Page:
Element Matrix Services now offers fully managed bridges for both Microsoft Teams and Slack, so Element (or any other Matrix-based app) can integrate with either service. Connect Element to both, and you can integrate Slack and Microsoft Teams via Matrix.
Including Matrix’s 32 million user community, that’s around 150 million daily active users going about their day-to-day business that are now - thanks to Element Matrix Services - able to interoperate.
So at last, enterprises have a way of reliably connecting employees who are siloed in Slack or Microsoft Teams.
Today, we’re ridiculously excited to be launching Space support as a beta in matrix-react-sdk and matrix-android-sdk2 (and thus Element Web/Desktop and Element Android) and Synapse 1.34.0 - so head over to your nearest Element, make sure it’s connected to the latest Synapse (and that Synapse has Spaces enabled in its config) and find some Space to explore! #community:matrix.org might be a good start :)
The beta today gives us the bare essentials: and we haven’t yet finished space-based access controls such as setting powerlevels in rooms based on space membership (MSC2962) or limiting who can join a room based on their space membership (MSC3083) - but these will be coming asap. We also need to figure out how to implement Flair on top of Spaces rather than Communities.
Matrix is decentralized chat network similar to email. You can join matrix on any domain that provides a Matrix API to chat locally and with a global network. Conversations are end to end encrypted by default, there are several nice looking clients (full disclosure I also created one :) with all features you would expect from a modern chat application.
Nextcloud on the other hand is a personal cloud solution that provides everything you expect from a cloud service like syncing: files, calendars, contacts, bookmarks, a plugin system, file encryption, version history and so much more.
To integrate Matrix with Nextcloud you will need a server that runs the Matrix server API. The most popular choice is currently Synapse, created by the developers of the Matrix protocol. Most likely you also want a simple way to use Matrix by with a browser based client, configured to use your Matrix API. The most popular choice for a client is currently Element, also developed by the Matrix team. I will show the set up both of these applications, but I just want to mention that there are more server and clients to choose from.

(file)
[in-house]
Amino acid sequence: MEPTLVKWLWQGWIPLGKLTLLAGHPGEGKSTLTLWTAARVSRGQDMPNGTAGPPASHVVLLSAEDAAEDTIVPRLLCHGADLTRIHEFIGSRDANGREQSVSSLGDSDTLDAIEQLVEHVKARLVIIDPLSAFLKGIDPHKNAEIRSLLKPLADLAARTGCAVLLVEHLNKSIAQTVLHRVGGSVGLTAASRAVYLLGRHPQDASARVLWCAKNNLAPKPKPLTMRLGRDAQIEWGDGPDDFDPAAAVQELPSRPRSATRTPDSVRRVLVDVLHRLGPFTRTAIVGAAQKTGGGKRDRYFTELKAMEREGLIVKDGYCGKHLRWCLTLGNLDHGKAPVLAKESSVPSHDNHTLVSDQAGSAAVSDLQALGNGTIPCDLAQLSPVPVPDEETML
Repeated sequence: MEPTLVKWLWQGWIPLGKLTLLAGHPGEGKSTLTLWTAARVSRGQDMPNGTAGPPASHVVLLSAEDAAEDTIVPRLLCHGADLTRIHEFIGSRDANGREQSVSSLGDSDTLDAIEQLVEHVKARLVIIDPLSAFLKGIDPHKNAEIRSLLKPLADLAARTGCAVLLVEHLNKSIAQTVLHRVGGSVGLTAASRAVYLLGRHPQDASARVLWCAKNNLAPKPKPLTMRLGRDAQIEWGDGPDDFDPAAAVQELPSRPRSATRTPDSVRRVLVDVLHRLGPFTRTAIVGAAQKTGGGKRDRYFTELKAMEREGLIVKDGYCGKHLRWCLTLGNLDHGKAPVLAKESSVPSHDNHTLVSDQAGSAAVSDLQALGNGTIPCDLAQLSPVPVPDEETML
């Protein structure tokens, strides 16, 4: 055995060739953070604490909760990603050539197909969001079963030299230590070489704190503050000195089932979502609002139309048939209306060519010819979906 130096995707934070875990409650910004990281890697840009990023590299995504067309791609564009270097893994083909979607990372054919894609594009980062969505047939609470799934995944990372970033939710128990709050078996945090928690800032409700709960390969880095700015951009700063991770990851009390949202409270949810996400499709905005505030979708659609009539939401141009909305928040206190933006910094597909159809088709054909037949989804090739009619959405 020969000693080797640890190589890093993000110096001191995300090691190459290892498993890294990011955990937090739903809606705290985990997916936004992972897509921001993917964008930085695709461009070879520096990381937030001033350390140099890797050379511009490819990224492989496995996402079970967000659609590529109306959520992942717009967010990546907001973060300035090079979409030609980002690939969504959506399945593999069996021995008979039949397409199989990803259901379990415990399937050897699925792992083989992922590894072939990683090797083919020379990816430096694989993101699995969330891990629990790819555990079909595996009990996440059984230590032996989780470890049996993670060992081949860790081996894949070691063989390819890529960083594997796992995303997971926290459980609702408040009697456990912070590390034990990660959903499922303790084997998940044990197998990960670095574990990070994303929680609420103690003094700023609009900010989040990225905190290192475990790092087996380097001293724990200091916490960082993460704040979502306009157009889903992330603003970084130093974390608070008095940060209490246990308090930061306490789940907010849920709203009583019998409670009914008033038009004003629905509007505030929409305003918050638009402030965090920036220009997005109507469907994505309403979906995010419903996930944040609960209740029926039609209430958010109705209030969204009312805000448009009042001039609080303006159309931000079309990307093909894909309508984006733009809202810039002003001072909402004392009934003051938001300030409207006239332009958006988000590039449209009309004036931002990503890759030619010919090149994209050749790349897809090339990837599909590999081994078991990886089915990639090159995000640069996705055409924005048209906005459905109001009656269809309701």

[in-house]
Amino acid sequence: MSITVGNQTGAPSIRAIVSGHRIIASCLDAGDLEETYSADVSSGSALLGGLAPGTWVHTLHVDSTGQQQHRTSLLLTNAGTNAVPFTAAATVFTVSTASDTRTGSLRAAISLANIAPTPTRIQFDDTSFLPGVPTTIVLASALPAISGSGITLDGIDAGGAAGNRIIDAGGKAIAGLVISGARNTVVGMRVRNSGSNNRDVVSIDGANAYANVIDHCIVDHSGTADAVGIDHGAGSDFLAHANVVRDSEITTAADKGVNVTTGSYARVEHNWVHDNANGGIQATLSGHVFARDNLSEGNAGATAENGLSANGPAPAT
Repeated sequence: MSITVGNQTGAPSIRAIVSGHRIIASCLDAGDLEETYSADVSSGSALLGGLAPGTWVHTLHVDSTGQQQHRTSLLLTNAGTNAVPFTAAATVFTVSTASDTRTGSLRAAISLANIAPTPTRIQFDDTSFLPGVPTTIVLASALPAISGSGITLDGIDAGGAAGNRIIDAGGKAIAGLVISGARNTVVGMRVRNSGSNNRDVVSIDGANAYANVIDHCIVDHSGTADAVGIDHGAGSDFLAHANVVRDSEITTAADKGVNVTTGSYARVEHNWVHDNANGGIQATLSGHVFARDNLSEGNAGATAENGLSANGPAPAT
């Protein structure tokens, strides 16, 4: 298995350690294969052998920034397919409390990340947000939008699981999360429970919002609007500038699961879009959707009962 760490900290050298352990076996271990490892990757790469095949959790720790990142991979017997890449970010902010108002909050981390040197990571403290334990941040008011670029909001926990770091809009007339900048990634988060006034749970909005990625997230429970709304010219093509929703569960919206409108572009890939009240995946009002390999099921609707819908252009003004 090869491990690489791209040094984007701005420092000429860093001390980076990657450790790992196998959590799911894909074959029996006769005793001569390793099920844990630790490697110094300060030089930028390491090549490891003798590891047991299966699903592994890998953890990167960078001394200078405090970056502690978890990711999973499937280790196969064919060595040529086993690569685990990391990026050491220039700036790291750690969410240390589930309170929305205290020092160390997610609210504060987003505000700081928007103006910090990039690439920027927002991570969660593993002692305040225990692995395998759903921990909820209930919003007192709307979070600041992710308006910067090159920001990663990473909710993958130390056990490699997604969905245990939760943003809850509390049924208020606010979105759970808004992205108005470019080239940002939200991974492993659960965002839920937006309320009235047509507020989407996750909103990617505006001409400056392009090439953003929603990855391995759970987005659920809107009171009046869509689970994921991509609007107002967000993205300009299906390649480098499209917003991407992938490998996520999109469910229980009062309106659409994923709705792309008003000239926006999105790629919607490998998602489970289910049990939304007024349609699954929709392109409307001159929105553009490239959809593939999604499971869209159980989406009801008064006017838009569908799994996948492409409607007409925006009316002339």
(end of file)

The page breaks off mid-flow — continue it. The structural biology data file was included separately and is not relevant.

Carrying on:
In this context, in 2019, I got to implement in Synapse a feature that had been actively requested by the Matrix community for a while now: message retention policy support. It allows any server or room admin to define a period of time after which a message gets hidden from clients and eventually deleted.
This feature is fairly complex to implement and document, due to different moving parts needing to interact with one another. The current documentation is a good place to start, especially if you’re mainly interested in knowing how to configure a retention policy on your server or in your room. But I thought it might be interesting to get a bit deeper into its implementation and explain some design choices and shortcomings.
Imagine you could physically step into your favourite FOSS projects’ chatrooms, mailing lists or forums and talk in person to other community members, contributors or committers? Imagine you could see project leads show off their latest work in front of a packed audience, and then chat and brainstorm with them afterwards (and maybe grab a beer)? Imagine, as a developer, you could suddenly meet a random subset of your users, to hear and understand their joys and woes in person?
This is FOSDEM, Europe’s largest Free and Open Source conference, where every year thousands of people (last year, ~8,500) take over the Solbosch campus of the Université Libre de Bruxelles in Belgium for a weekend and turn it into both a cathedral and bazaar for FOSS, with over 800+ talks organised over 50+ tracks, hundreds of exhibitor stands, and the whole campus generally exploding into a physical manifestation of the Internet. The event is completely non-commercial and volunteer run, and is a truly unique and powerful (if slightly overwhelming!) experience to attend. Ever since we began Matrix in 2014, FOSDEM has been the focal point of our year as we’ve rushed to demonstrate our latest work and catch up with the wider community and sync with other projects.
Over the years it’s become a tradition to write an end-of-year wrap-up on Christmas Eve, reviewing all the things the core Matrix team has been up over the year, and looking forwards to the next (e.g. here’s last year’s edition). These days there’s so much going on in Matrix it’s impossible to cover it all (and besides, we now have This Week In Matrix and better blogging in general to cover events as they happen). So here’s a quick overview of the highlights:
Matrix is an instant messaging system similar to Whatsapp or Telegram, but uses an open and decentralized network for secure and privacy-protected communications. NeoChat is a visually attractive Matrix client that works on desktop computers and mobile phones.
We have a bit of an unexpected early Christmas present for you today…
Alongside all the normal business-as-usual Matrix stuff, we’ve found some time to do a mad science experiment over the last few weeks - to test the question: “Is it possible to build a serious Twitter-style decentralised microblogging app using Matrix?”
It turns out the answer is a firm “yes” - and as a result we’d like to present a very early sneak preview of Cerulean: a highly experimental new microblogging app for Matrix, complete with first-class support for arbitrarily nested threading, with both Twitter-style (“vertical”) and HN/Reddit-style (“horizontal”) layout… and mobile web support!